An introduction to some of the early Gramophone Company recording artists

Dame Nellie Melba

Dame Nellie Melba

Melba was born on the 19th of May, 1861 in Australia. She was an operatic Soprano, who became one of the most famous singers of the Late Victoria era at the turn of the 20th century. She was the first Australian to achieve international recognition as a classical musician.

She made numerous records of her voice in England and America between 1904  and 1926 for The Gramophone Company and The Victor recording Company. Initially she was suspicious of the recording industry. When she did finally agree to a recording session she insisted that no record could be released unless she was completely happy wit it. The poor audio fidelity of the Melba recordings reflects the limitations of the early days of commercial sound recording, however these recordings reveal her seamlessly pure soprano voice with effortless coloratura, a smooth legato and perfect pitch. Melba’s exceptional purity of tone was probably one of the principal reasons why British audiences, with their strong choral and sacred music traditions, idolised her.

Enrico Caruso was an Italian Tenor. He was one of the recording industries first real celebrities. He sang in all the major opera houses of Europe and the Americas, appearing in a wide variety of roles from the Italian and French repertoires . He made approximately 290 commercially released recordings from 1902 to 1920. His 1904 recording of “Vesti la giubba” from Leoncavallo’s opera Pagliacci was the first sound recording to sell a million copies.

Caruso had a powerful voice which made him ideal for the acoustical recording process. He was one of the first major classical vocalists to make numerous recordings. He and the the relatively new invention – the gramophone, did a lot to promote each other in the first two decades of the 20th century. Caruso’s first recordings were arranged by recording pioneer Fred Gaisberg and cut on disc in three separate sessions in Milan during April, November and December 1902. They were made with piano accompaniments for  The Gramophone & Typewriter Company.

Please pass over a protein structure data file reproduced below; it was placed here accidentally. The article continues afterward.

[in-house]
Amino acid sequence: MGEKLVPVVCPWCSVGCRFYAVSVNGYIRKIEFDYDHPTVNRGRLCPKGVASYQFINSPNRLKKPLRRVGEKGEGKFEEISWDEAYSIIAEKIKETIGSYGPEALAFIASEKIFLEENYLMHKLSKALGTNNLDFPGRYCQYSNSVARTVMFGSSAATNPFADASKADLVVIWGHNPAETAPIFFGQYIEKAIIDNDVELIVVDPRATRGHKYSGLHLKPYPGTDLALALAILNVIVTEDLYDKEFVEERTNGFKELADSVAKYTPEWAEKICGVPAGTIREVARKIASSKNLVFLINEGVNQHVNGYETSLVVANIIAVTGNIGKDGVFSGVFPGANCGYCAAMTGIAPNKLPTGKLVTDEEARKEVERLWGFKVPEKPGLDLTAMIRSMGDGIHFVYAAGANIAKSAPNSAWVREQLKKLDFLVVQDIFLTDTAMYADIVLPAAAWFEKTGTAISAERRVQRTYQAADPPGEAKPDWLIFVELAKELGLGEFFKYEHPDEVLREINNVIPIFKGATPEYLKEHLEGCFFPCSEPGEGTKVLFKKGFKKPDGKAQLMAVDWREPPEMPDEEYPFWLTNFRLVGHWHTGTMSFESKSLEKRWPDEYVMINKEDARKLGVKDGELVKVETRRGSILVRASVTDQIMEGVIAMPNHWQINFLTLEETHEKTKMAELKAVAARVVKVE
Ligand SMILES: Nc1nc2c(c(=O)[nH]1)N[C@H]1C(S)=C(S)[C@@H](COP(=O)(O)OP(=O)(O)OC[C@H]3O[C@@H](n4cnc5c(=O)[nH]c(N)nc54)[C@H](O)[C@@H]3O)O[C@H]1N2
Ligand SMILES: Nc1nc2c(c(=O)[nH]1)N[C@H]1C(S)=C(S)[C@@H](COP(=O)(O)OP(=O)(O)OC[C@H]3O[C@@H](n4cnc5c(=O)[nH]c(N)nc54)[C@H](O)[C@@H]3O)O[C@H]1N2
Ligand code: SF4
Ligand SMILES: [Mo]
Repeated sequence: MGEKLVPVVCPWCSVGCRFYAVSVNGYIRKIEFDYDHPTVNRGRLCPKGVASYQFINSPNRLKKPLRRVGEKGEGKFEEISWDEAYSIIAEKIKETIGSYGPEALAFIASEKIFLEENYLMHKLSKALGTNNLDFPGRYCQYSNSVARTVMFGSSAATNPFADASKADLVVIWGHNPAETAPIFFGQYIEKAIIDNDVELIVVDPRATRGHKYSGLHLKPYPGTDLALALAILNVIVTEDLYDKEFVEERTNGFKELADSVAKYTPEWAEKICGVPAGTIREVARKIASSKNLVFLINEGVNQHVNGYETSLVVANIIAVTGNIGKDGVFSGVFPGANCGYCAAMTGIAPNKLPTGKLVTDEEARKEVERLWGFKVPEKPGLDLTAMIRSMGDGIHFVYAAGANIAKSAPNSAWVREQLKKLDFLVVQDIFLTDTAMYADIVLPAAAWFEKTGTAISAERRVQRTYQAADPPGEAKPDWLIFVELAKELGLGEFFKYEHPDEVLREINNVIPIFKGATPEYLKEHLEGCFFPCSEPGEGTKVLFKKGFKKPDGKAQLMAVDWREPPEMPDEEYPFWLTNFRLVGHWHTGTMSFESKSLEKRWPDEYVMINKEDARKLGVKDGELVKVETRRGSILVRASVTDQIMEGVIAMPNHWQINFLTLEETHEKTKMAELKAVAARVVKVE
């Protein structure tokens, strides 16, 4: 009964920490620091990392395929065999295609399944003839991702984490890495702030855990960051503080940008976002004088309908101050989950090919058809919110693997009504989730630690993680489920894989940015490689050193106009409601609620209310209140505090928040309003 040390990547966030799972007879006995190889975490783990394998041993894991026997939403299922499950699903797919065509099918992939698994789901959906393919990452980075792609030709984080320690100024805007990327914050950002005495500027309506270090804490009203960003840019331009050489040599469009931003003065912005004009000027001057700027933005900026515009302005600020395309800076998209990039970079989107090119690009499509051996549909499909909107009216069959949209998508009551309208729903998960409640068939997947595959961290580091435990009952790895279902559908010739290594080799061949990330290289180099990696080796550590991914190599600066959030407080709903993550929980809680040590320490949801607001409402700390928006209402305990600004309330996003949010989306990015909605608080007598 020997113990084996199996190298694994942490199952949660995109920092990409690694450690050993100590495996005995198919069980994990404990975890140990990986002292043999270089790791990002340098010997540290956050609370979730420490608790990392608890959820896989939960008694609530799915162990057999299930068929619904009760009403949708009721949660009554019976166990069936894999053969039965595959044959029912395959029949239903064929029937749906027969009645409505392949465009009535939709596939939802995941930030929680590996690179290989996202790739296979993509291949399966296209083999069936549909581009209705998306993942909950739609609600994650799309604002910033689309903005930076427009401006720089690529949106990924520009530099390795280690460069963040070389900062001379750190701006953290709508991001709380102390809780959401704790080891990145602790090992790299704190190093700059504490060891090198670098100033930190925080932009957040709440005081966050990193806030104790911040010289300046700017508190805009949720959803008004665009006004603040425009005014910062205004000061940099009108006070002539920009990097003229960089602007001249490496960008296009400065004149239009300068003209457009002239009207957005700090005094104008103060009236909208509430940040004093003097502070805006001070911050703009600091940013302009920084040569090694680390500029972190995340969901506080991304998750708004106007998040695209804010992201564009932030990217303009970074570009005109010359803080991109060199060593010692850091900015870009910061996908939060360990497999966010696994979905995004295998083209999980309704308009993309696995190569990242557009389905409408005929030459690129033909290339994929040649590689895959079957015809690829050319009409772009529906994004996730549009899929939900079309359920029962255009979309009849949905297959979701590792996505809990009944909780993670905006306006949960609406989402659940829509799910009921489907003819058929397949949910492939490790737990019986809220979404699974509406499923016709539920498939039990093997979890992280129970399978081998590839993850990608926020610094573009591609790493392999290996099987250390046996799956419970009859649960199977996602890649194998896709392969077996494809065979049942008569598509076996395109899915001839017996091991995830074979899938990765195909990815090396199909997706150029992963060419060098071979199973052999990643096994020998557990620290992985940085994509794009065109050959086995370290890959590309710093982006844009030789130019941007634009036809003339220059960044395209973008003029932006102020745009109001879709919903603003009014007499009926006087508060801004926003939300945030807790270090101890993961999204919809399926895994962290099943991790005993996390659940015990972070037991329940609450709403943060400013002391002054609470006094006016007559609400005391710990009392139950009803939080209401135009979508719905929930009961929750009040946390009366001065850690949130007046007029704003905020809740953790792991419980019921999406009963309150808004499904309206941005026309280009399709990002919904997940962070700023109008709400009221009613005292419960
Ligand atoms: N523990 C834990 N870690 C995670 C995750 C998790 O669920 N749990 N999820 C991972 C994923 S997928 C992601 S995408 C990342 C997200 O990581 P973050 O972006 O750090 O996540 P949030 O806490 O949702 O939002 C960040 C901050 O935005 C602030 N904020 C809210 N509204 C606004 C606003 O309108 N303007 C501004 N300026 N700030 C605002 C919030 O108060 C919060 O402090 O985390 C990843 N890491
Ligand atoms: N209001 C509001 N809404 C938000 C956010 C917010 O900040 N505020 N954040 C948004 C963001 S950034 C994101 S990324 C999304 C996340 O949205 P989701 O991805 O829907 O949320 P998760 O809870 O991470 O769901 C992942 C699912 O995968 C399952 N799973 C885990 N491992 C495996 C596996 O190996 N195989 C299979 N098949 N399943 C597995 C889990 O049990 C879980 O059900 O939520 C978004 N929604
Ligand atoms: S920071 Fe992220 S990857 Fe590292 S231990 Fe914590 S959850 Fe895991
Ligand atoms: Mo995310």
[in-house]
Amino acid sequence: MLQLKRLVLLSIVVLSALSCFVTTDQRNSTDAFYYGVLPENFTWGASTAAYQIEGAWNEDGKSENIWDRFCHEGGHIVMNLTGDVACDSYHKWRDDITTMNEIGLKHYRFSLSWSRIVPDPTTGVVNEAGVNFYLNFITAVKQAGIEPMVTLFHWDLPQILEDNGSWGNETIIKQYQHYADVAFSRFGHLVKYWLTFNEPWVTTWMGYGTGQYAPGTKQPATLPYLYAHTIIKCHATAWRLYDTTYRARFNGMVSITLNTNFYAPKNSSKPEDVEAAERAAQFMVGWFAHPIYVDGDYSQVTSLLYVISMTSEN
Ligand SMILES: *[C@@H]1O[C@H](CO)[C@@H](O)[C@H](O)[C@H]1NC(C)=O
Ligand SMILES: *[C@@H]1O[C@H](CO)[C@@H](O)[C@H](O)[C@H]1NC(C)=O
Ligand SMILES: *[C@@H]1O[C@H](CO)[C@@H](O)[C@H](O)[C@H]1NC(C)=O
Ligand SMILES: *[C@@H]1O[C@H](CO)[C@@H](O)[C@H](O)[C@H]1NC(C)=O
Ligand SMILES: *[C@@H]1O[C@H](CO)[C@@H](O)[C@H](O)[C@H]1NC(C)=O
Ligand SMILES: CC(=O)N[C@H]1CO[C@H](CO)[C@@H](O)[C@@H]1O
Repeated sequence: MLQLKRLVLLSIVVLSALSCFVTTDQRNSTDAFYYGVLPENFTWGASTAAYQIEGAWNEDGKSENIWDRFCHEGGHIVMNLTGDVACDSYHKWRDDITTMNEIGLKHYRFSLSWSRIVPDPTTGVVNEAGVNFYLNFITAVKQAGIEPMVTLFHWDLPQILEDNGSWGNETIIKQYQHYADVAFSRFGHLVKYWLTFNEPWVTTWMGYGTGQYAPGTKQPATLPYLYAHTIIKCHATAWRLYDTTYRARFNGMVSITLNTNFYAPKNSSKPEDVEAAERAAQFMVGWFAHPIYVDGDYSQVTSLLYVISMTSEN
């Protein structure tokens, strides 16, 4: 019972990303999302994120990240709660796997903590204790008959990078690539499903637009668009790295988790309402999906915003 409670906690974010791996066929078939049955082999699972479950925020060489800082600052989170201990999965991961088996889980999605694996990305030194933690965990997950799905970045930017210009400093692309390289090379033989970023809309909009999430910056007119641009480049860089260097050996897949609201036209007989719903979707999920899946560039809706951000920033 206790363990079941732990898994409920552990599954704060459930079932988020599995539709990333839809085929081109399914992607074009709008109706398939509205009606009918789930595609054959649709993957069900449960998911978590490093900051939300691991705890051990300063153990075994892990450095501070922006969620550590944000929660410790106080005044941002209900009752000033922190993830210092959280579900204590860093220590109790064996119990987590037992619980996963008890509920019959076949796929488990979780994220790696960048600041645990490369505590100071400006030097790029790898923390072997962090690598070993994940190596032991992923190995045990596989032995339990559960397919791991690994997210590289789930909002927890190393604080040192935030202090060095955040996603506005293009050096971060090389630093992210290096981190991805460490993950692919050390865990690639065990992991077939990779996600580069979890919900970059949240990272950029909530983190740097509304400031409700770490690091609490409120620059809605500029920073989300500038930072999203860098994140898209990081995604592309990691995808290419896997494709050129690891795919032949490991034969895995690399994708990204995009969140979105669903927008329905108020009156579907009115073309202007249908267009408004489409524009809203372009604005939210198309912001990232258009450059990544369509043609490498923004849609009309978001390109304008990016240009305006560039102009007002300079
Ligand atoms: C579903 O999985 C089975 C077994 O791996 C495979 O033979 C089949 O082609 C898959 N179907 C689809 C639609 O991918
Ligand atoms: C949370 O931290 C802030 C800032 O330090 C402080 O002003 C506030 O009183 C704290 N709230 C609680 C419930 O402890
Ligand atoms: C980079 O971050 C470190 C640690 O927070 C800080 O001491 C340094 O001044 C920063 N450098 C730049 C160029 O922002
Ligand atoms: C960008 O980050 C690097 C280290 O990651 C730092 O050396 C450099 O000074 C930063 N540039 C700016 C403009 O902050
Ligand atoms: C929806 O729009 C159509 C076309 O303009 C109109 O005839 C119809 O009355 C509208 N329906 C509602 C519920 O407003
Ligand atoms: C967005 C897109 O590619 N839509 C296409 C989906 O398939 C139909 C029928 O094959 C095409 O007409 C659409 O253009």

Introducing Lusia tetrazzini, born in 1871, she was an Italian soprano who achieved great international Fame. Her voice was remarkable for its extraordinary flexibility, steadiness and exhilarating tone. She enjoyed a highly successful operatic and concert career in Europe and America from the 1890s through to the 1920s. Her vivacious, larger than life personality came through on the many records which she made. She recorded extensively for Victor and His Master’s Voice records and these recording continue to show off her sheer joy, flawless technique and outstanding ornamentation. In her later years her third husband spent a lot of the considerable wealth she had built up over her career, forcing her to continue to give concerts long after her voice had gone. Her last years were marred by financial difficulty and the decline of her health. However, she remained cheerful and lovable, saying “I am old, I am fat, but I am still Tetrazzini.” In 1932, when she was retiring, she was filmed listening to a recording of Caruso’s rendition of “M’appari, Tutt’Amor,” and began to sing along with the record showing that her voice still had plenty of power. Tetrazzini died in Milan on April 28, 1940.


Edward Lloyd was born in London on the 7th of March 1845. He was raised in m musical family and his powerful tenor vocal soon earned him great success in Opera houses  across Europe. Between 1904 and 1911 he recorded several pieces for the Gramophone Company and became one of their top selling artists of the time. When the Gramophone Company was expanding the executives invited their top artist of the time – Edward Lloyd the honour of cutting the sod of the new factory in Hayes.

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